Applications of Thin Layer Chromatography

Thin layer chromatography has wide field of applications that include pharmaceuticals, food, cosmetics and phytochemistry.

Thin layer chromatography. Image Credit: Rattiya Thongdumhyu / Shutterstock
Thin layer chromatography. Image Credit: Rattiya Thongdumhyu / Shutterstock

Phytochemistry

Identifying compounds in traditional medicines

Traditional medicines based on plants and plant extracts are widely used in several countries. However, the active components in many such medicines are unknown. In such cases, thin layer chromatography can be performed on plant samples to separate the components. Different plants may produce different metabolites based on location and other conditions. Thus, thin layer chromatography can also be used to differentiate the metabolic state of a plant based on its location and surrounding conditions.

Biological activities of plant compounds

Thin layer chromatography can also be used to identify the nature of different plant compounds: anti-oxidative, antibacterial, or antifungal. To test the presence of antioxidants, the TLC plate can be sprayed with 2,2-diphenyl-picrylhydrazyl (DPPH) and methanol. This compound, containing free radicals, is deep purple in colour. However, after reaction with anti-oxidants, it turns to yellow colour, identifying the presence of anti-oxidants. To test the presence of anti-bacterial or antifungal compounds, the TLC plate can be incubated with microorganisms. The plate can be subsequently observed for inhibited growth of microorganisms.

Comparison of metabolites

Specific genes of plants are often genetically modified, leading to production of different metabolites. TLC can be used to compare the metabolites in native and modified plants.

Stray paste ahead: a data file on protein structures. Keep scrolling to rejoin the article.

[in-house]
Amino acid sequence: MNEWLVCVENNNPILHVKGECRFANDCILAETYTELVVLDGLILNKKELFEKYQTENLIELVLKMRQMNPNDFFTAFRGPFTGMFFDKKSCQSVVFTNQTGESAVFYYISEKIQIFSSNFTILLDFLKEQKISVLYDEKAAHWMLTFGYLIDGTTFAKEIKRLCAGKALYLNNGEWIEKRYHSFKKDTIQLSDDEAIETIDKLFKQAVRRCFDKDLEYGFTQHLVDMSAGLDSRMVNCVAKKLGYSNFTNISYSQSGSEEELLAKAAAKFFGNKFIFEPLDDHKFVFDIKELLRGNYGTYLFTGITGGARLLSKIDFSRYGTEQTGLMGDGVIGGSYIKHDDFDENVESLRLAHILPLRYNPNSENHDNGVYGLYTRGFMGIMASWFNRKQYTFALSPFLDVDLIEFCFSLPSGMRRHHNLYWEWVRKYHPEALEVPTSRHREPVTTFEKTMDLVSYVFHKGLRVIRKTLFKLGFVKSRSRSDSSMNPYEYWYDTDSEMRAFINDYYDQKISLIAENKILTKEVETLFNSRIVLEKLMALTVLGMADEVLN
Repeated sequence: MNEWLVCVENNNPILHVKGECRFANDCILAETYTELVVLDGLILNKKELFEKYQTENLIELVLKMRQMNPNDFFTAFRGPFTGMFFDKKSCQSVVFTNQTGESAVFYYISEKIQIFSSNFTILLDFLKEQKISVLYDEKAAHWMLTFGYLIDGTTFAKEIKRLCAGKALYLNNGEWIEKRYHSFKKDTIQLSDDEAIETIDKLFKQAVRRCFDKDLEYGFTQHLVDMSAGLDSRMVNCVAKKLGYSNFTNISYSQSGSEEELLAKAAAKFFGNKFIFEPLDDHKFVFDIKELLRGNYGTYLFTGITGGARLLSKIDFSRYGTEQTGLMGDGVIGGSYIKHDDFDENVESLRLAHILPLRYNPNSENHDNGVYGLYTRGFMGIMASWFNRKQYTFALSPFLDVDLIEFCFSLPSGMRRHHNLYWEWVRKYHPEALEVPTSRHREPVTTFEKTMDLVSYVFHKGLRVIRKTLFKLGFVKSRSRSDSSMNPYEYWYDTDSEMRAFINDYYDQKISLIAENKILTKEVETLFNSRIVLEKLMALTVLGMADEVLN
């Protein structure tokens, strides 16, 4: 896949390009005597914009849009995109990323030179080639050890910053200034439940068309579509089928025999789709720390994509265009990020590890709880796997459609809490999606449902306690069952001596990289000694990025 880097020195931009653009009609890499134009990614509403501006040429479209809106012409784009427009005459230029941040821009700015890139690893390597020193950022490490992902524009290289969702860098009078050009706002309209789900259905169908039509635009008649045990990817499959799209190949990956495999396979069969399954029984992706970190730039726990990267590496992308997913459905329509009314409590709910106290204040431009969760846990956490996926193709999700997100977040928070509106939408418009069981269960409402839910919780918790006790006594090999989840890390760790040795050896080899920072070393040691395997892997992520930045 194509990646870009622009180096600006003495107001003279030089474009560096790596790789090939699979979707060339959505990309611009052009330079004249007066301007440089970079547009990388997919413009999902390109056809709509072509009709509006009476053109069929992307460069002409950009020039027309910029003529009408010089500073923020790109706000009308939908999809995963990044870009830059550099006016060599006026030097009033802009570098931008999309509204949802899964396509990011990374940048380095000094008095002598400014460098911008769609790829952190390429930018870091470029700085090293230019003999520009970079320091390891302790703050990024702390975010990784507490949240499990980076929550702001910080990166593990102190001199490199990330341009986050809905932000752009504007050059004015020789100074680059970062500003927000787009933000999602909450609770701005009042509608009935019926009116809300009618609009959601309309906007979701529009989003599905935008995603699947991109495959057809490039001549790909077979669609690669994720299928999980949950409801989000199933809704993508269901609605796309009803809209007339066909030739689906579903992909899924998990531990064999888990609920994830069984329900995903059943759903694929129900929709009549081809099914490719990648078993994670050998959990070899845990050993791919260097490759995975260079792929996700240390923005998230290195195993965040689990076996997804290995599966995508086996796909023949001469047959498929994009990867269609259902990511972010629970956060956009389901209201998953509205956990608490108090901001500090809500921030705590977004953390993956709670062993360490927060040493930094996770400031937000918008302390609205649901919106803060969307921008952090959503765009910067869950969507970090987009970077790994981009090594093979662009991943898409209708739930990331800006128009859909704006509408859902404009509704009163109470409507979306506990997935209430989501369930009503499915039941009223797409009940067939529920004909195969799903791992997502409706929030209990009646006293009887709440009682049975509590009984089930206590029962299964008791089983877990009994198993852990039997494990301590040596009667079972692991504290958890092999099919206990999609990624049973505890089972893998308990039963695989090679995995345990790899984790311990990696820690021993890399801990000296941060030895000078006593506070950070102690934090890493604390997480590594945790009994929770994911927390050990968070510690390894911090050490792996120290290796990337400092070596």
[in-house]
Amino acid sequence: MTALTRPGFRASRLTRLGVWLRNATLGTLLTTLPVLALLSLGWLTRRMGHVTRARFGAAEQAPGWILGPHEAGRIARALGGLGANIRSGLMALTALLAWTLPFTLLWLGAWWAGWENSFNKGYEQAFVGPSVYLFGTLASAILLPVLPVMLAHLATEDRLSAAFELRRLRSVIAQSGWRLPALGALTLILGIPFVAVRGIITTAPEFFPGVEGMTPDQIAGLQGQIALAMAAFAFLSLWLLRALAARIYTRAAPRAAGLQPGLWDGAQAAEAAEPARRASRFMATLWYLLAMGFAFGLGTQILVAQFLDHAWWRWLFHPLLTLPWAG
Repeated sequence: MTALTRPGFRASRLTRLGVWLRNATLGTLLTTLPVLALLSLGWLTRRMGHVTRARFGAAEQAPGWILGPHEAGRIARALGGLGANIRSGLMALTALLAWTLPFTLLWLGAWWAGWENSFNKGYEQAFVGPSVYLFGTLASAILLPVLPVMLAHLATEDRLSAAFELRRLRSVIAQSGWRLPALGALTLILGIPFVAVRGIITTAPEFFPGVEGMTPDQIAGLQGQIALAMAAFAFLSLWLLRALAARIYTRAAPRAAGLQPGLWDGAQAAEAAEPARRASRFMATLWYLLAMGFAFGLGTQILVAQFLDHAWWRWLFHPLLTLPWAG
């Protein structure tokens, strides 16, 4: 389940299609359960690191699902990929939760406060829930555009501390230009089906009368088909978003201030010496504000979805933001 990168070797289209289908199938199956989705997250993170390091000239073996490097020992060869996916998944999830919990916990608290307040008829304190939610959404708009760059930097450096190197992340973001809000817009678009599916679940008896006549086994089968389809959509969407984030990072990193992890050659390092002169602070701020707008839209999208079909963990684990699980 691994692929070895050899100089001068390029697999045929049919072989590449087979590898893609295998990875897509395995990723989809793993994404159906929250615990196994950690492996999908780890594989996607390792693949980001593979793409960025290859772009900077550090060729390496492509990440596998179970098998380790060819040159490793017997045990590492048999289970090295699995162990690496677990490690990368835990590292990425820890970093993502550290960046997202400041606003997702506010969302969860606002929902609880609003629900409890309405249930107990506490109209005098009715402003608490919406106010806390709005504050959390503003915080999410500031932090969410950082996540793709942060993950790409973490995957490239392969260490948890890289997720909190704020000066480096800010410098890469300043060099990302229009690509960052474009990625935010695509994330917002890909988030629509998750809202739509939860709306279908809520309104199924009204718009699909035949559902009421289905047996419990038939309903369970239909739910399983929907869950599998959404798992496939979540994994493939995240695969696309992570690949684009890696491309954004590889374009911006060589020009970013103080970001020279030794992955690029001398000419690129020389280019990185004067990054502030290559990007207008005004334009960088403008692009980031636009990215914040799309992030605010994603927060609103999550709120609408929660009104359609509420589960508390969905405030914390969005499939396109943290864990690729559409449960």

Purity of a Sample

TLC can be used to check the purity of a sample where analysis of a compound can be performed alongside an authentic reference. Presence of an impurity can be detected by the presence of extra spots on the plate.

Biochemical Analysis

TLC is often used to isolate, compare, and characterise the compounds and metabolites from blood, serum, body fluids, and urine.

Food and Cosmetic Industry

TLC can be used to separate, identify, and characterise different components colors, cosmetic products, and sweetening and preservative agents among others. It is easier to perform as it does not require any sophisticated equipment and is also time-efficient.

Pharmaceutical Industry

Stability studies

Stability studies are required by drug administration where the stability of stored drugs needs to be tested. TLC can be especially useful in such tests, as several spots can be simultaneously run to compare and contrast. The results can also be easily visualised and spots which do not move or any change in the number of spots can indicate changes in the chemical nature and stability of a drug.

Identifying drugs in body fluids

TLC can be used in forensic studies where body fluids, such as urine and blood can be tested for the presence of drugs. Acidic and neutral drugs can be identified by using octadecyl silica in the stationary phase, while plain silica and octadecyl silica can be used to identify basic drugs.

Identifying drug residues in food

TLC can be used to identify the presence of drug residues and antibiotics in food, such as poultry, beef, pork, milk, fish among others.

Metabolic profile of drugs

Different metabolites present in a drug can be separated using TLC.

Monitoring the purity of drugs

TLC has been used to quantitatively monitor the purity of several drugs, including sedatives, antihistamines, analgesics, tranquilizers, and steroids.

Examining Reaction Mixtures

TLC can be used to study if a reaction is complete. At the beginning of a reaction, the entire spot is occupied by the starting material. During the progress of the reaction, the spot of the starting material keeps reducing, while the spot of the products keeps increasing. At the end of the reaction, the spot of the starting material is completely gone, and only one spot of the product can be seen on the plate. Thus, complete absence of the starting spot can be used to mark the end of a reaction.

Further Reading

Last Updated: Sep 18, 2018

Dr. Surat P

Written by

Dr. Surat P

Dr. Surat graduated with a Ph.D. in Cell Biology and Mechanobiology from the Tata Institute of Fundamental Research (Mumbai, India) in 2016. Prior to her Ph.D., Surat studied for a Bachelor of Science (B.Sc.) degree in Zoology, during which she was the recipient of an Indian Academy of Sciences Summer Fellowship to study the proteins involved in AIDs. She produces feature articles on a wide range of topics, such as medical ethics, data manipulation, pseudoscience and superstition, education, and human evolution. She is passionate about science communication and writes articles covering all areas of the life sciences.  

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